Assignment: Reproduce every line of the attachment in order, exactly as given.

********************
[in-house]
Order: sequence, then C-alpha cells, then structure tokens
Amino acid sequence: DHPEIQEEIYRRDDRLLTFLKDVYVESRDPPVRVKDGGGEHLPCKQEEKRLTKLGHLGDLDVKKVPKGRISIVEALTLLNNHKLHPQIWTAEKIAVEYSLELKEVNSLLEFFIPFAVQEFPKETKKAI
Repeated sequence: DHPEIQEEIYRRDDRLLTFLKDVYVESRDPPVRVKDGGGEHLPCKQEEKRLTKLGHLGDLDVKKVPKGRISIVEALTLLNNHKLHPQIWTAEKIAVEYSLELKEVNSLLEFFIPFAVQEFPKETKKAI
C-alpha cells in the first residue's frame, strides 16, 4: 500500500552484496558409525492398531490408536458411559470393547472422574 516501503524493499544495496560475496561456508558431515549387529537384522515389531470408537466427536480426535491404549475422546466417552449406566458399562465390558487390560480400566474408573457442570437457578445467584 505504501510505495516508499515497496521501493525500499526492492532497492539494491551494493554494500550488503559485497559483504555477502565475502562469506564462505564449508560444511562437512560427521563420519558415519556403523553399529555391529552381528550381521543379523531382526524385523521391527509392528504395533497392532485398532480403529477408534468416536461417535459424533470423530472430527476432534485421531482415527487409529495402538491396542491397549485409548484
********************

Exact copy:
[in-house]
Order: sequence, then C-alpha cells, then structure tokens
Amino acid sequence: DHPEIQEEIYRRDDRLLTFLKDVYVESRDPPVRVKDGGGEHLPCKQEEKRLTKLGHLGDLDVKKVPKGRISIVEALTLLNNHKLHPQIWTAEKIAVEYSLELKEVNSLLEFFIPFAVQEFPKETKKAI
Repeated sequence: DHPEIQEEIYRRDDRLLTFLKDVYVESRDPPVRVKDGGGEHLPCKQEEKRLTKLGHLGDLDVKKVPKGRISIVEALTLLNNHKLHPQIWTAEKIAVEYSLELKEVNSLLEFFIPFAVQEFPKETKKAI
C-alpha cells in the first residue's frame, strides 16, 4: 500500500552484496558409525492398531490408536458411559470393547472422574 516501503524493499544495496560475496561456508558431515549387529537384522515389531470408537466427536480426535491404549475422546466417552449406566458399562465390558487390560480400566474408573457442570437457578445467584 505504501510505495516508499515497496521501493525500499526492492532497492539494491551494493554494500550488503559485497559483504555477502565475502562469506564462505564449508560444511562437512560427521563420519558415519556403523553399529555391529552381528550381521543379523531382526524385523521391527509392528504395533497392532485398532480403529477408534468416536461417535459424533470423530472430527476432534485421531482415527487409529495402538491396542491397549485409548484